Tuesday, March 4, 2008

The Height of Hypocrisy

For anyone with a decent memory (or access to google) the housing bubble was a period littered with media stories shilling the glories of endless house appreciation from a calvacade of experts and industry insiders whose opinions were never met with opposition in print. The New York Times was at the forefront of this movement, giving itself over to almost daily shilling from the National Association of Realtors and experts like David Lereah who saw nothing but perpetual appreciation for housing with no consequences to speak of.

Now that housing is crashing, the New York Times sees it fit to join the "told you so" crowd, lashing out at experts, the very experts they chose to cite over and over in their articles, for having not foreseen the bubble. Let's tune in:

ONE great puzzle about the recent housing bubble is why even most experts didn’t recognize the bubble as it was forming...The failure to recognize the housing bubble is the core reason for the collapsing house of cards we are seeing in financial markets in the United States and around the world.

It seems the height of hypocrisy that the NYT, an entity which repeatedly chose to cite individuals who had a vested interest in perpetuating the housing bubble over the contrarian experts who accurately predicted what was to happen, yet that the NYT is coming away from all of this criticizing the very experts they chose to showcase. In fact, even this week the Times is still going to the same losers for more expert advice. Is it any wonder what the outcome will be?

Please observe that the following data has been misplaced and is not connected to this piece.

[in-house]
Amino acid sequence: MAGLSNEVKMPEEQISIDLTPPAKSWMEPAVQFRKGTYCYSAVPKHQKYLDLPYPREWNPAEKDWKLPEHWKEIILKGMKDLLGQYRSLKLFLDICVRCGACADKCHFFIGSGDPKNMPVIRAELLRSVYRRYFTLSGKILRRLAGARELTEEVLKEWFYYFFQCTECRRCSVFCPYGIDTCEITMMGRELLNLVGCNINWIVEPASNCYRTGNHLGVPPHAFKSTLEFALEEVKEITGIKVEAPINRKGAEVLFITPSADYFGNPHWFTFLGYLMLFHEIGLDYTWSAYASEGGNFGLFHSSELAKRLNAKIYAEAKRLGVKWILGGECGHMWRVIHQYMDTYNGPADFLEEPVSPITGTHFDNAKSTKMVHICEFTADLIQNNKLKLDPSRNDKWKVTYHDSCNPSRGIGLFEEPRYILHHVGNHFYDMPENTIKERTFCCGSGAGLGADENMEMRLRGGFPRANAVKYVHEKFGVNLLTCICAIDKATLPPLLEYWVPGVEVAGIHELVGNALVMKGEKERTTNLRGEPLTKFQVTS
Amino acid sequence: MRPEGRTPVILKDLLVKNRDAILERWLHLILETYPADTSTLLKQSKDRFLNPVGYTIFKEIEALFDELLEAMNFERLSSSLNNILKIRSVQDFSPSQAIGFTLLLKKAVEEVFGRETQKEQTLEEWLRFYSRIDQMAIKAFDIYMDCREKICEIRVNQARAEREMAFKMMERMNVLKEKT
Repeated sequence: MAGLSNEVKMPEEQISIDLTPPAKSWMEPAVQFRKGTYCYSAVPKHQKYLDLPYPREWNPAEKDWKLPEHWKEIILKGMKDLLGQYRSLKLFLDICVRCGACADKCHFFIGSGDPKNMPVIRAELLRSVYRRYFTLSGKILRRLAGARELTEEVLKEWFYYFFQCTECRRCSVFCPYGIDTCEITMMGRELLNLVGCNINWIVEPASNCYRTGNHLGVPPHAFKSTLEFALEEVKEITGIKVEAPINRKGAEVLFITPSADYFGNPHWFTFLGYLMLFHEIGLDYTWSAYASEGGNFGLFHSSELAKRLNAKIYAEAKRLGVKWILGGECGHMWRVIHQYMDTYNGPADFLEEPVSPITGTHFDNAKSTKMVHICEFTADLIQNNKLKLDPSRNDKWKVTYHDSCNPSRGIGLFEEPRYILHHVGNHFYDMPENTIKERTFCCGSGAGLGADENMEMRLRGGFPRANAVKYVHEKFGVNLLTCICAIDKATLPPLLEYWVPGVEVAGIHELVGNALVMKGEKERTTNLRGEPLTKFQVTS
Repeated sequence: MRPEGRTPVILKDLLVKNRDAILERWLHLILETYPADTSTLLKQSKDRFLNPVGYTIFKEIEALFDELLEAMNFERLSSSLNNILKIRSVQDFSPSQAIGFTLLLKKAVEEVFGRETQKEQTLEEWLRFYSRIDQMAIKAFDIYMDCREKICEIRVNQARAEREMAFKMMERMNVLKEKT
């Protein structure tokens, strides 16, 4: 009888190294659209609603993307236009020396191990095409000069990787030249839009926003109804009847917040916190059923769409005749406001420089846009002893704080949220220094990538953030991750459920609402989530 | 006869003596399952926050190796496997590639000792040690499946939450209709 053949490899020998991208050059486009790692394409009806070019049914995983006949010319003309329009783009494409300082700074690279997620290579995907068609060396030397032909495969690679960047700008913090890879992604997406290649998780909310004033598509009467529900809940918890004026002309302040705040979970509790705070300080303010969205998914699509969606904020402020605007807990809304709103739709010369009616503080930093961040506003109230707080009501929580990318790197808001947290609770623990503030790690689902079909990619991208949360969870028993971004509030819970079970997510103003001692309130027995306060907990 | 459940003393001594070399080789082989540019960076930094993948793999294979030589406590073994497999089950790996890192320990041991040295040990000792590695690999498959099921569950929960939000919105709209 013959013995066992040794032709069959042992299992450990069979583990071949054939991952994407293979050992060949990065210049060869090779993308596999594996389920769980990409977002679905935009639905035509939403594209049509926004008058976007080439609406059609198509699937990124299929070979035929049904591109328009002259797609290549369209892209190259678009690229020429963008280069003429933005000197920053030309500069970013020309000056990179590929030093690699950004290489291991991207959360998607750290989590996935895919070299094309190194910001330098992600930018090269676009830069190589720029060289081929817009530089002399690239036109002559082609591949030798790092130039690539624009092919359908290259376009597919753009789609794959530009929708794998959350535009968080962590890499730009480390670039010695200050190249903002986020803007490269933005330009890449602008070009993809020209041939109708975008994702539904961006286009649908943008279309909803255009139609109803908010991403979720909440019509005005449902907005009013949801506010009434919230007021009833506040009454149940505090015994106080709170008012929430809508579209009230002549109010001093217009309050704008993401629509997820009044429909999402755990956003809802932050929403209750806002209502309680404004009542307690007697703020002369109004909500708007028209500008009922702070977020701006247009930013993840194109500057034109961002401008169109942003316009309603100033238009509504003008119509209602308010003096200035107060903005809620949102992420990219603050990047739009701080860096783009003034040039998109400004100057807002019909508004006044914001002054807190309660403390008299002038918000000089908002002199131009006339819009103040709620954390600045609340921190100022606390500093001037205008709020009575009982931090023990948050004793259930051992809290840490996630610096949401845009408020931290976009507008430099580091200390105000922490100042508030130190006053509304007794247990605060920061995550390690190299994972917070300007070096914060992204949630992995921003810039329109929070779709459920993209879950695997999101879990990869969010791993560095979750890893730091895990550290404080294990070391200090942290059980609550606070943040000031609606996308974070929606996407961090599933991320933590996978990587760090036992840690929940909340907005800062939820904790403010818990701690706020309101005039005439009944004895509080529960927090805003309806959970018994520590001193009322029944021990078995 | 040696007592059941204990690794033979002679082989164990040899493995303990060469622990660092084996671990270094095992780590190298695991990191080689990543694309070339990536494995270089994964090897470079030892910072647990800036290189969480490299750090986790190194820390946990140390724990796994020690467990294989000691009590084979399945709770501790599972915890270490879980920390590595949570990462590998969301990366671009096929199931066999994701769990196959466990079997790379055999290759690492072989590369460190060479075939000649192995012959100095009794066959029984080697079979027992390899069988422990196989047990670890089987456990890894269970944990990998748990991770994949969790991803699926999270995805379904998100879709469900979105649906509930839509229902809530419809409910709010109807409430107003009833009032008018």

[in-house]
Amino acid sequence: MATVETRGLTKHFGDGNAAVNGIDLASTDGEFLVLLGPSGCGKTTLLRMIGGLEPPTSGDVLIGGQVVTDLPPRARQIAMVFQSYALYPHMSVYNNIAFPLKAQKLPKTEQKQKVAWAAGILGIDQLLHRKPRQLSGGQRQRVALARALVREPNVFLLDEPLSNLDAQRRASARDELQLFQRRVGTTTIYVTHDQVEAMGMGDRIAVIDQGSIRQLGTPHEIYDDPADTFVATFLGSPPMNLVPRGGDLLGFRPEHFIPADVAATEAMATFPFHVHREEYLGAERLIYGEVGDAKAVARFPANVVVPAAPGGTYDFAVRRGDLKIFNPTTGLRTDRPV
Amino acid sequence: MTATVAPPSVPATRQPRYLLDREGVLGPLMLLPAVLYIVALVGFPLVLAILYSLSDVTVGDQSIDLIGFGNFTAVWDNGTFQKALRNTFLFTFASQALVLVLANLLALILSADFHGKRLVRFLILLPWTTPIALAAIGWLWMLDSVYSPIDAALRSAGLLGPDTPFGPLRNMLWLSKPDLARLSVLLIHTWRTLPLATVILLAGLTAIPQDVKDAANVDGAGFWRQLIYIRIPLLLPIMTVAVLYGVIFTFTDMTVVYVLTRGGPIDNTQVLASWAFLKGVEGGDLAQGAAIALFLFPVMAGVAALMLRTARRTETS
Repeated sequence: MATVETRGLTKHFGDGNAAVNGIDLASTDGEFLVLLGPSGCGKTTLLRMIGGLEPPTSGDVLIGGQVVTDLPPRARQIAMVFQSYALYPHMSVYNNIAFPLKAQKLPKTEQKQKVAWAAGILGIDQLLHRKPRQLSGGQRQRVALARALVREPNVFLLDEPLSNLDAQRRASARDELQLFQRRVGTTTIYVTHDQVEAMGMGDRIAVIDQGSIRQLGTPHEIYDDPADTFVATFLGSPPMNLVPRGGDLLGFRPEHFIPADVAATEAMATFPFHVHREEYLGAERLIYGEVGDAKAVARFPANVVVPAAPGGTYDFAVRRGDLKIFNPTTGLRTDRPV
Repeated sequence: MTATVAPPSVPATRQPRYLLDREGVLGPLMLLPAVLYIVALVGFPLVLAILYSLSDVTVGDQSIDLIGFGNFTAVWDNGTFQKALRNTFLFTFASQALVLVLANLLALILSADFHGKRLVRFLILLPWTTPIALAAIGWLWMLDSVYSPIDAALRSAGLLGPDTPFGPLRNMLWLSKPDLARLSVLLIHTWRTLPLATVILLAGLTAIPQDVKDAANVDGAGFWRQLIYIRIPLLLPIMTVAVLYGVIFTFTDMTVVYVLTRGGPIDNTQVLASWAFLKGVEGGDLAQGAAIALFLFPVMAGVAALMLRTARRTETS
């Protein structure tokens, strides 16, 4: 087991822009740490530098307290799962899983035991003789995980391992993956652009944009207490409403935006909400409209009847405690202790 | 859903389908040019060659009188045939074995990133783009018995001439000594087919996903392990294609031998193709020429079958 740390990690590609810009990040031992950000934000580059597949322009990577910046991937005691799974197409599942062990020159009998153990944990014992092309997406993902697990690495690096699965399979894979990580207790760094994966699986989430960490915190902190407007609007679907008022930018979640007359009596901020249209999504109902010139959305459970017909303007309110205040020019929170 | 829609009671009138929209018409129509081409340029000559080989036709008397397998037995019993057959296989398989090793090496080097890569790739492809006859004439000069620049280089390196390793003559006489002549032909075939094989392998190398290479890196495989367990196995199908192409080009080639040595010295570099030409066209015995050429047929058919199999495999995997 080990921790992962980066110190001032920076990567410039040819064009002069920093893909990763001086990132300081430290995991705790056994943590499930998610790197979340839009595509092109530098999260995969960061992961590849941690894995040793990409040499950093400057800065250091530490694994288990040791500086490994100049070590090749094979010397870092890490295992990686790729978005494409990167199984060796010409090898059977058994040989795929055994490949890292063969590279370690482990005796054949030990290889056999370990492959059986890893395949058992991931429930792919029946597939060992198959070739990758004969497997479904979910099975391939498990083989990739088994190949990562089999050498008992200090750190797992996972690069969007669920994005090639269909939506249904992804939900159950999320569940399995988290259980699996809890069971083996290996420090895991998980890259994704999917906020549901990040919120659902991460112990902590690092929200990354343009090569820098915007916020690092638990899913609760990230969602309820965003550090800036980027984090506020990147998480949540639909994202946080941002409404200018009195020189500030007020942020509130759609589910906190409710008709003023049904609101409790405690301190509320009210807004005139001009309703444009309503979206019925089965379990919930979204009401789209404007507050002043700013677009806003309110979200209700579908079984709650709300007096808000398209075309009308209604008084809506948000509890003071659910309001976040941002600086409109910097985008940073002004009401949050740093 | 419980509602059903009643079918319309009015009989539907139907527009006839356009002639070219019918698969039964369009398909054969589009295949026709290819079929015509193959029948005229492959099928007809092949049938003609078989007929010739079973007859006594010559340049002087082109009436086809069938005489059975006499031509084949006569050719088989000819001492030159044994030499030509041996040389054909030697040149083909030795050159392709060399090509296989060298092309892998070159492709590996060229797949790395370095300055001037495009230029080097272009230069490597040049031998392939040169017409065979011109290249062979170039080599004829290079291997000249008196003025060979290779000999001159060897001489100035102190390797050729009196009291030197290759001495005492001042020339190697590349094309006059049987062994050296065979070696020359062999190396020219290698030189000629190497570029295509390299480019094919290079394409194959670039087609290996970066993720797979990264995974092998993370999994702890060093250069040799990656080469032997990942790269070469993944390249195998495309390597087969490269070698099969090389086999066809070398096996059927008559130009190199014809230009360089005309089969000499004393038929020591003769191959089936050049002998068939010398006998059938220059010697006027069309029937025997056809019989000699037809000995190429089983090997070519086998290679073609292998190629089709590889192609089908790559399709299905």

Furthermore, these people are being influenced by agencies like the National Association of Realtors, which is conducting a public-relations campaign intended to show that putting money into housing is a reliable way to build wealth. Under these circumstances, it’s easy to understand how even experts could come to believe that housing is a spectacular investment.

This is clearly the most offensive bit of the article since, as was mentioned before, anyone with a decent memory will vividly remember near daily quotes from experts at the NAR, published in the NYT, regarding the housing outlook (the NAR, for those not in the know, is infamous for inaccurately predicting outcomes and projecting overly optimistic economic outlooks).

The fundamental problem is that the information obtained by any individual — even one as well-placed as the chairman of the Federal Reserve — is bound to be incomplete.

It's not entirely clear what this statement is intended to mean, but I take it as an excuse for the Fed chairman having missed the housing bubble. When so many contrarian economists were sounding the alarm, there's no excuse for anyone to have not seen what was coming, particularly the Fed chairman. The idea that the Fed chairman has inadequate information is just ridiculous.

It is clear that just such an information cascade helped to create the housing bubble.

I couldn't agree more. The New York Times stands guilty.

There is a slight catch to all of this, that this article was written by Robert Shiller, one of the economists who actually did foresee the problems with housing. Unfortunately though, the New York Times having ran this piece can be seen as an obvious attempt to wash over their hypocrisy with Mr. Shiller's credibility. Fortunately for us, we're not so easily taken.